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Journal Article

Segmentation of objects from backgrounds in visual search tasks

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http://pubman.mpdl.mpg.de/cone/persons/resource/persons83819

Bompas,  A
Department Human Perception, Cognition and Action, Max Planck Institute for Biological Cybernetics, Max Planck Society;
Research Group Multisensory Perception and Action, Max Planck Institute for Biological Cybernetics, Max Planck Society;

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Citation

Wolfe, J., Oliva A, Todd H, Butcher, S., & Bompas, A. (2002). Segmentation of objects from backgrounds in visual search tasks. Vision Research, 42(38), 2985-3004. doi:doi:10.1016/S0042-6989(02)00388-7.


Cite as: http://hdl.handle.net/11858/00-001M-0000-0013-DE2C-5
Abstract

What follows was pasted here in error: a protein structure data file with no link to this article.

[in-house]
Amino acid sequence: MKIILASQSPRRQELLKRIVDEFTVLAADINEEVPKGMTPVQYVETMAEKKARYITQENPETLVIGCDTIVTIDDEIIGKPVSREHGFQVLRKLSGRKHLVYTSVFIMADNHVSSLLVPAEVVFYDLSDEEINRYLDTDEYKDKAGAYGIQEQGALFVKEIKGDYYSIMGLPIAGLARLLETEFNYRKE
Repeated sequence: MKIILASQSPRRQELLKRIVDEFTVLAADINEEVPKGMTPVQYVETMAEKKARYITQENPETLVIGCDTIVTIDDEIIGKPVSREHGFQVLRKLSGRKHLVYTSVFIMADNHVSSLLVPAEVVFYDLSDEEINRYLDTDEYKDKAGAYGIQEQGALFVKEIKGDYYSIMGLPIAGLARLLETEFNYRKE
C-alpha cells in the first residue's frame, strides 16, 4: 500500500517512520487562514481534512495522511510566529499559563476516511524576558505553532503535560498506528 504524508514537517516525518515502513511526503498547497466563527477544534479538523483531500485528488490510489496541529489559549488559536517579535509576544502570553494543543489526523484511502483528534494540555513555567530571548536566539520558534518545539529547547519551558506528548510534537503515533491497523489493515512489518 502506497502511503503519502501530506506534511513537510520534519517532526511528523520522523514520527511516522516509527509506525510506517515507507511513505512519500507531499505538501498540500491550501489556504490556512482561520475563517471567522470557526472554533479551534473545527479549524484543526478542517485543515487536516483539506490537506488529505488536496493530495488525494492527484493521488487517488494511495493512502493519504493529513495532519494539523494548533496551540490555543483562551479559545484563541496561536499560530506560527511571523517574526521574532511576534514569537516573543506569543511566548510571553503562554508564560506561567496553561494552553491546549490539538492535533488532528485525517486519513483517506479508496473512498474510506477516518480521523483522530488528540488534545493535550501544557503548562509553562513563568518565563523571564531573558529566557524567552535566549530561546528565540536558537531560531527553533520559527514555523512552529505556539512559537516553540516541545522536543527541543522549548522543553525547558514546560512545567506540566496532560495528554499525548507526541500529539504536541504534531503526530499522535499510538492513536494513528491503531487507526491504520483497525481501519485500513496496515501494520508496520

In most visual search experiments in the laboratory, objects are presented on an isolated, blank background. In most real world search tasks, however, the background is continuous and can be complex. In six experiments, we examine the ability of the visual system to separate search items from a background. The results support a view in which objects are separated from backgrounds in a single, preattentive step. This is followed by a limited-capacity search process that selects objects that might be targets for further identification. Identity information regarding the object’s status (target or distractor) then accumulates through a limited capacity parallel process. The main effect of background complexity is to slow the accumulation of information in this later recognition stage. It may be that recognition is slowed because background noise causes the preattentive segmentation stage to deliver less effectively segmented objects to later stages. Only when backgrounds become nearly identical to the search ob jects does the background have the effect of slowing item-by-item selection.